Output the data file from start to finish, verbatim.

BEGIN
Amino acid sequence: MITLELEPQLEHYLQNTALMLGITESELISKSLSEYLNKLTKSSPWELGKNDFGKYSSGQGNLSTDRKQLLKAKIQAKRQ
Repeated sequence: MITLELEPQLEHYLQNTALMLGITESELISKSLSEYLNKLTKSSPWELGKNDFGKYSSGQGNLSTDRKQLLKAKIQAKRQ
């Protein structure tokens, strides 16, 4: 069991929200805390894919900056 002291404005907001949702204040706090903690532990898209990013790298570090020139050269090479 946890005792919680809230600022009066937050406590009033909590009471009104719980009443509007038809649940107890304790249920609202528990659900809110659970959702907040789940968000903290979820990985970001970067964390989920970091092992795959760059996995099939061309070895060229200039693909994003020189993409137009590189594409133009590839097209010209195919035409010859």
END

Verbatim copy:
Amino acid sequence: MITLELEPQLEHYLQNTALMLGITESELISKSLSEYLNKLTKSSPWELGKNDFGKYSSGQGNLSTDRKQLLKAKIQAKRQ
Repeated sequence: MITLELEPQLEHYLQNTALMLGITESELISKSLSEYLNKLTKSSPWELGKNDFGKYSSGQGNLSTDRKQLLKAKIQAKRQ
């Protein structure tokens, strides 16, 4: 069991929200805390894919900056 002291404005907001949702204040706090903690532990898209990013790298570090020139050269090479 946890005792919680809230600022009066937050406590009033909590009471009104719980009443509007038809649940107890304790249920609202528990659900809110659970959702907040789940968000903290979820990985970001970067964390989920970091092992795959760059996995099939061309070895060229200039693909994003020189993409137009590189594409133009590839097209010209195919035409010859």